Monday, August 8, 2022
Monday, August 8, 2022
HomeNewsThe Benefits of Being Welcoming: Guide Dogs in Hotels

The Benefits of Being Welcoming: Guide Dogs in Hotels

In addition to complying with legislation, there are real benefits to welcoming guide dog owners to your hotel or B&B, writes Emma Brown of The Guide Dogs for the Blind Association.

Under the Equality Act 2010, guide dog and other assistance dog owners have the right to stay in a hotel or B&B at no extra charge. All hotels and B&Bs should adhere to the Equality Act, from family-owned B&Bs to national hotel chains.

Although most businesses are aware of the legislation and are very accommodating, the charity Guide Dogs still receives complaints from guide dog owners who have been turned away from hotels and B&Bs.

A survey undertaken by Guide Dogs in 2015 found that a shocking three quarters (75%) of all assistance dog owners surveyed have been refused access to a service such as a hotel, B&B, restaurant or taxi at some point because they had an assistance dog with them.

A guide dog allows someone with sight loss to get out and about independently. By turning away an assistance dog owner, you could risk legal action, as well as bad publicity or reviews.

But it’s not all bad.

Like all customers, when a guide dog owner feels welcome in your hotel and B&B, they’re more likely to become a repeat customer and tell their friends and family about you. Maybe even post a great review online.

There are around 530 working guide dogs in Scotland, and they can be clearly identified by their harness with a reflective strip around the front, a reflective section on their lead that states ‘guide dog,’ and an ID tag. It’s worth noting there are approximately 5000 working guide dogs in the UK as a whole, so you may find holidaymakers visiting from further afield.

As well as Guide Dogs, there are seven other assistance dog charities in the UK which are covered by the Equality Act.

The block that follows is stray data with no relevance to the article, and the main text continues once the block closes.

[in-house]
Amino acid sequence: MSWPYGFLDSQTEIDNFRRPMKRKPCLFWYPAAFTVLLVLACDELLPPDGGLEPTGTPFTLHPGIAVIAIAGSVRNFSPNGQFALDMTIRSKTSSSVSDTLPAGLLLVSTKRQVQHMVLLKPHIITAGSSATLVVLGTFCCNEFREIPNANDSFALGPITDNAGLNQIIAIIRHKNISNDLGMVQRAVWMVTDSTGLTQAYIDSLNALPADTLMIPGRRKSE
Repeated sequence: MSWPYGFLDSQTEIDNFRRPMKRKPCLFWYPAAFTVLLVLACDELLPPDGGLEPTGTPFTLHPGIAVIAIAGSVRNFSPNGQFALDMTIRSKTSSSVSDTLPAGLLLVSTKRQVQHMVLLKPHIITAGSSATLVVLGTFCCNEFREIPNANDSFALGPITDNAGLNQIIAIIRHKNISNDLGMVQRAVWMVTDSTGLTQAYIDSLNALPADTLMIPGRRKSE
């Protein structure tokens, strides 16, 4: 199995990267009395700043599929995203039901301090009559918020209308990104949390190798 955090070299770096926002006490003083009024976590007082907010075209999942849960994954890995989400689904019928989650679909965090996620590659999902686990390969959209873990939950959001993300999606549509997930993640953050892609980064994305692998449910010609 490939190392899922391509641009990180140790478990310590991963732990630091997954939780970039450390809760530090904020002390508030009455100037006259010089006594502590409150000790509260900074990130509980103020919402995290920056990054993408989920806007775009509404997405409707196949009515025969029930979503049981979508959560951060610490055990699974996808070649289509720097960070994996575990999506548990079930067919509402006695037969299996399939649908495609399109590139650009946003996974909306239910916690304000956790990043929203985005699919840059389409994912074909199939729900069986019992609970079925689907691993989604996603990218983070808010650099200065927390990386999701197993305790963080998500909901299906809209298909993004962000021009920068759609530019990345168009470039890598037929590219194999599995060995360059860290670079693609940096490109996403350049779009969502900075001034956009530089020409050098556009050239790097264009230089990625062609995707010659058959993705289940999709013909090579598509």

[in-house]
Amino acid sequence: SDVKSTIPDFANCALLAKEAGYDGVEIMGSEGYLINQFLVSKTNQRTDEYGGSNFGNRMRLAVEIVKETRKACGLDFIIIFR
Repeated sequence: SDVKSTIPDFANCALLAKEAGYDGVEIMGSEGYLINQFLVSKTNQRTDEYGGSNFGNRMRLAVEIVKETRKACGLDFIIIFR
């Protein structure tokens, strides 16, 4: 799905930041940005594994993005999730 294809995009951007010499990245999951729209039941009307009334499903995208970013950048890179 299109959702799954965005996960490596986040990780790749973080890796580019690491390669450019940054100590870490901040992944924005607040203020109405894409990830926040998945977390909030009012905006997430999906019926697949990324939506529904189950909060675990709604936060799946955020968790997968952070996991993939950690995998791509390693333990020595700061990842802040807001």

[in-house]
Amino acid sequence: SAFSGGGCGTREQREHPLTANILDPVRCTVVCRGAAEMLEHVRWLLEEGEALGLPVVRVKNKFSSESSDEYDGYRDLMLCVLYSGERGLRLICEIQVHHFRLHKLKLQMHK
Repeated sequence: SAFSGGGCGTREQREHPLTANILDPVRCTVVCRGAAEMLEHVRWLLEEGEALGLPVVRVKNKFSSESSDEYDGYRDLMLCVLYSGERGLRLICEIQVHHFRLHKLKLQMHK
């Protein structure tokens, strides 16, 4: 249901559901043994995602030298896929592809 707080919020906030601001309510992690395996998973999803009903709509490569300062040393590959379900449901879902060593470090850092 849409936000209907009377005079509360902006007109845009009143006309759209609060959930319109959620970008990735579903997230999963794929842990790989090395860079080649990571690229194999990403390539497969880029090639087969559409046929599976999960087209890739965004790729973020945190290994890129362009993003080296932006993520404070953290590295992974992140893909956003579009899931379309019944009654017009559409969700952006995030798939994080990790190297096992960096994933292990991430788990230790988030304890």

The handy website www.assistancedogs.org.uk lists the charities, as well as information on the dog’s role and how to identify them. You can also request a window sticker for your business from the ‘contact us’ section, to show you are welcoming assistance dogs.

Most access refusals happen when staff aren’t aware of the Equality Act and guide dogs. Download Guide Dogs’ handy booklet and also find out more about our specialist training.

The leaflet also includes some top tips for helping all customers with sight loss. You could even go the extra mile and inquire about staff training, like the Best Western Kings Manor in Edinburgh.

Manager James Brown said: “We want to ensure all our guests feel welcome and have an enjoyable stay. We felt it was important our staff undertook Guide Dogs’ professional training in guiding blind and partially sighted people, so that guide dog owners and other people in the blind and partially sighted community could feel assured of a warm and confident welcome.

Making the Kings Manor accessible goes beyond practical things like ramps, level surfaces, or a dog run for guide dogs. It’s about having staff who are confident and skilled in welcoming people from all backgrounds and understanding how different guests have different requirements.

And it’s not just about our guests’ experience. Training in sighted guiding for blind and partially sighted people has been good for business. It is a very competitive market at the moment and no hotel can afford to ignore any client base.”

A fantastic, up-to-date leaflet produced by the Equality and Human Rights Commission might alleviate any concerns hotel and B&B managers may have around assistance dogs, such as hygiene in food areas, or accommodating staff or guests with allergies to dogs.

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